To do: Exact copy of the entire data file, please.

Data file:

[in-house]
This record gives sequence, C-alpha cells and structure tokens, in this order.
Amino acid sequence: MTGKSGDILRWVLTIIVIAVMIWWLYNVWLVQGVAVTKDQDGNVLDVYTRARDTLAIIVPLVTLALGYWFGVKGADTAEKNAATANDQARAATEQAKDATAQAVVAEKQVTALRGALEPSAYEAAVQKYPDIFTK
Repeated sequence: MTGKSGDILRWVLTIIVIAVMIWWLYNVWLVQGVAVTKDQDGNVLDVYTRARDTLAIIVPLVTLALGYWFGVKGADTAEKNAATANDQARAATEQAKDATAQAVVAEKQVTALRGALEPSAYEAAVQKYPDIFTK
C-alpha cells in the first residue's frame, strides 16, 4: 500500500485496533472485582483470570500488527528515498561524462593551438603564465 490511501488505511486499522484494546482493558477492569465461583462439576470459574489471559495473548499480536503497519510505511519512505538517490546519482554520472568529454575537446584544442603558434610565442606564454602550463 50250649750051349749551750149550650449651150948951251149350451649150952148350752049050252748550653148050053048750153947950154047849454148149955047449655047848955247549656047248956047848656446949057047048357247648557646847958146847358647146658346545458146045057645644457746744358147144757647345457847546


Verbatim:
[in-house]
This record gives sequence, C-alpha cells and structure tokens, in this order.
Amino acid sequence: MTGKSGDILRWVLTIIVIAVMIWWLYNVWLVQGVAVTKDQDGNVLDVYTRARDTLAIIVPLVTLALGYWFGVKGADTAEKNAATANDQARAATEQAKDATAQAVVAEKQVTALRGALEPSAYEAAVQKYPDIFTK
Repeated sequence: MTGKSGDILRWVLTIIVIAVMIWWLYNVWLVQGVAVTKDQDGNVLDVYTRARDTLAIIVPLVTLALGYWFGVKGADTAEKNAATANDQARAATEQAKDATAQAVVAEKQVTALRGALEPSAYEAAVQKYPDIFTK
C-alpha cells in the first residue's frame, strides 16, 4: 500500500485496533472485582483470570500488527528515498561524462593551438603564465 490511501488505511486499522484494546482493558477492569465461583462439576470459574489471559495473548499480536503497519510505511519512505538517490546519482554520472568529454575537446584544442603558434610565442606564454602550463 50250649750051349749551750149550650449651150948951251149350451649150952148350752049050252748550653148050053048750153947950154047849454148149955047449655047848955247549656047248956047848656446949057047048357247648557646847958146847358647146658346545458146045057645644457746744358147144757647345457847546